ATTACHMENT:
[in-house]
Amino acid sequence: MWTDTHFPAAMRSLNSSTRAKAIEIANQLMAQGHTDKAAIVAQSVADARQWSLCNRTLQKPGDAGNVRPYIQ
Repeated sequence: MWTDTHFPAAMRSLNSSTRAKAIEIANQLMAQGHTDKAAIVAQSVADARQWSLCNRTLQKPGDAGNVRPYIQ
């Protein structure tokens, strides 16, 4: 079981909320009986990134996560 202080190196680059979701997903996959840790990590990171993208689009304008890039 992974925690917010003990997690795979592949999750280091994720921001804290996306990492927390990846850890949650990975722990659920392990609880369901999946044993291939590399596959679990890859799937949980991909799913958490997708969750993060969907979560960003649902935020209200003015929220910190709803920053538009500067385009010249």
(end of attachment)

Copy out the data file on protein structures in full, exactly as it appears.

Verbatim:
[in-house]
Amino acid sequence: MWTDTHFPAAMRSLNSSTRAKAIEIANQLMAQGHTDKAAIVAQSVADARQWSLCNRTLQKPGDAGNVRPYIQ
Repeated sequence: MWTDTHFPAAMRSLNSSTRAKAIEIANQLMAQGHTDKAAIVAQSVADARQWSLCNRTLQKPGDAGNVRPYIQ
């Protein structure tokens, strides 16, 4: 079981909320009986990134996560 202080190196680059979701997903996959840790990590990171993208689009304008890039 992974925690917010003990997690795979592949999750280091994720921001804290996306990492927390990846850890949650990975722990659920392990609880369901999946044993291939590399596959679990890859799937949980991909799913958490997708969750993060969907979560960003649902935020209200003015929220910190709803920053538009500067385009010249």